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Posted by Ian Allan

Thursday 22th January, 2015

8 Reasons to Consider Community Heating

Posted by Kirsty Lambert


Community heating can save you money - find out how with these eight important reasons

What is a district heating system?

Also known as community heating, a district heating system consists of one or more centralised sources of hot water which is then distributed to consumers via a buried network of highly-insulated pipes.

According to government figures, nearly a half of the heat demand in England is sited in clusters that make community heat networks possible.



Gr8 expectations

The UK District Energy Association identifies eight chief benefits from community heating.

1. Improved energy efficiency

2. Enhanced environmental protection

3. Fuel flexibility

4. Ease of operation and maintenance

5. Reliability

6. Comfort and convenience for consumers

7. Reduced costs

8. Increased functional space on-site


Energy efficiency – one for all

According to the government’s Community Energy Programme, energy savings from a single community heating system are typically:

  • 25% compared to individual gas boilers.
  • Up to 50% compared to electric heating.

Where combined heat and power (CHP) is deployed, the heat normally lost from a generator in a power station can be used to heat water for district heating.

In conventional electricity generators, less than half of the energy from burning fuel ends up as electricity - the rest goes up the flue. CHP can boost the heat-to-power to 70%.


Environmental protection – a pollution solution

More efficiency means less carbon.

Renewable fuels such as biomass increase the carbon reductions.

Typical carbon dioxide emissions [g/kWh] of different heating systems:

District heating   Individual heating  
CHP gas 10 Gas boiler 260
CHP coal 270 Coal fired boiler 530
Biomass 30 Oil fired boiler 350
Waste incineration 20 Electric heating 850
Oil 360 Heat pump 300


Flexibility - Watts you want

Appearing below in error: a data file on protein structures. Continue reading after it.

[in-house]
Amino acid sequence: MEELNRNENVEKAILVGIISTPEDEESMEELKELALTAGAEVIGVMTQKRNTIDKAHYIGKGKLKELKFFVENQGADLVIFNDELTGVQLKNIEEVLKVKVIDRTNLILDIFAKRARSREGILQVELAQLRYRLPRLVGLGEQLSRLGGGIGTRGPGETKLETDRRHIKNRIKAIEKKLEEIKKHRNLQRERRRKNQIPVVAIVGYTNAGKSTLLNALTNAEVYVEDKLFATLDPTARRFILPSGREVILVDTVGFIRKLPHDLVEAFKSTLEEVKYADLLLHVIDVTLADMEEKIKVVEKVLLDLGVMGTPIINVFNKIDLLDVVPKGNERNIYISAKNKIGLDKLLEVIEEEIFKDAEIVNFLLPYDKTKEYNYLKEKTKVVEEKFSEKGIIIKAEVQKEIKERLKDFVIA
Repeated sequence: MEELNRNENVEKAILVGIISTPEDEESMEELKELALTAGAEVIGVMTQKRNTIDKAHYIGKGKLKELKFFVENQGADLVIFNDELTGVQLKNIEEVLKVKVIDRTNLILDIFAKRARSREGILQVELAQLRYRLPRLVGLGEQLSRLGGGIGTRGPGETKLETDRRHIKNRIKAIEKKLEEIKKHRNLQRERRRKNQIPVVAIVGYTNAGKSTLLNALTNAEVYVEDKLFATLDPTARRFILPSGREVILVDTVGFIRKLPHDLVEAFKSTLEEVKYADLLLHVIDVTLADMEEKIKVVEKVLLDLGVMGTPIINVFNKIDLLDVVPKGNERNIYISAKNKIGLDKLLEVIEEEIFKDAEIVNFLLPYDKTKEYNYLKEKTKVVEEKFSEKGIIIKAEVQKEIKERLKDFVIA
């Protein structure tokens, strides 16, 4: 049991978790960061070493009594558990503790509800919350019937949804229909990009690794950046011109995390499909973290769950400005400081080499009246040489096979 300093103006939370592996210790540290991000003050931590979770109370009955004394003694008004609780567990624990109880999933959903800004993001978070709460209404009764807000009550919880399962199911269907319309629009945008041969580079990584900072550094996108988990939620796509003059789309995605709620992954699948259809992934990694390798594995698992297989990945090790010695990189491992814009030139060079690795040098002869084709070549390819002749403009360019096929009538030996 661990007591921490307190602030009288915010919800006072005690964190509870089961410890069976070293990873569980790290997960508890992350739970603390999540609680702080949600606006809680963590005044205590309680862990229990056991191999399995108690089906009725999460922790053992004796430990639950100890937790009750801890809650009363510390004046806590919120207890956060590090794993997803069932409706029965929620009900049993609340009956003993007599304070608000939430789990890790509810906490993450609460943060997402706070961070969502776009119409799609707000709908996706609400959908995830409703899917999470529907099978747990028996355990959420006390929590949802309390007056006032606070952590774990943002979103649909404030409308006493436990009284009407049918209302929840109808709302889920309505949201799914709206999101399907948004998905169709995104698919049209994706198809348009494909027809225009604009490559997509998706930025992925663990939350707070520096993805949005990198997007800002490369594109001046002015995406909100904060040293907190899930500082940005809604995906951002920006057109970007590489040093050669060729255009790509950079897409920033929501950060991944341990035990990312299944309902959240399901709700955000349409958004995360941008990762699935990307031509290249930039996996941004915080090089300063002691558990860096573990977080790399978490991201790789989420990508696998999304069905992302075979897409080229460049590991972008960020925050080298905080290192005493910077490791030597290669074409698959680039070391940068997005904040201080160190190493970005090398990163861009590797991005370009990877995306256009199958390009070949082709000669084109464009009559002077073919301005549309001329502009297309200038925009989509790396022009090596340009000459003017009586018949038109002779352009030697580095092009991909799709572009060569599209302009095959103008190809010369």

Community heating systems can be set up to switch at short notice between fuels such as natural gas and biogas, depending on which fuel is cheapest or most available.

Community heating systems can use fuels that are not plausible options in individual domestic heating.


  • CHP from thermal power plant or industrial sites.        
  • Energy from waste or waste heat from industrial processes.
  • Geothermal and solar arrays.        
  • Fuel cells.
  • Heat pumps.


Operations and maintenance - no worries.

Community heating passes the operational risk to the energy supplier who is contracted to deliver heat or cooling to the consumers’ buildings, proving a good mechanism for protecting vulnerable residents.


Reliability – sure fire

Well maintained community heating systems follow industry standard preventative maintenance regimes and utilise BMS systems which are monitored around the clock and can include backup systems.

Most show reliability levels above 99% - outstripping gas and electricity distribution networks.


Convenience – familiar territory

In most instances, community heating systems within property internals provide heat in the same way as conventional gas-fired central heating systems - through pipework, radiators and by using the same types of controls.

No gas boiler means no need for an annual gas safety inspection in each property.


Reduced costs - the final bill

Upfront costs are high but once the costs over the whole life of the equipment are accounted for, a community heating system is cheaper than in-house heating.

For example:

A community heating system will keep working for 25 years, with pipework lasting for 50.

Compare that with:

individual gas boilers lasting 15 years and electric storage heating lasting 10 years.

Community heating consumers have no boilers or chillers in their property so their financial risk is decreased, as are the costs of parts, labour and insurance.

New build costs are less than retrofit costs. Payback can be less than 10 years.

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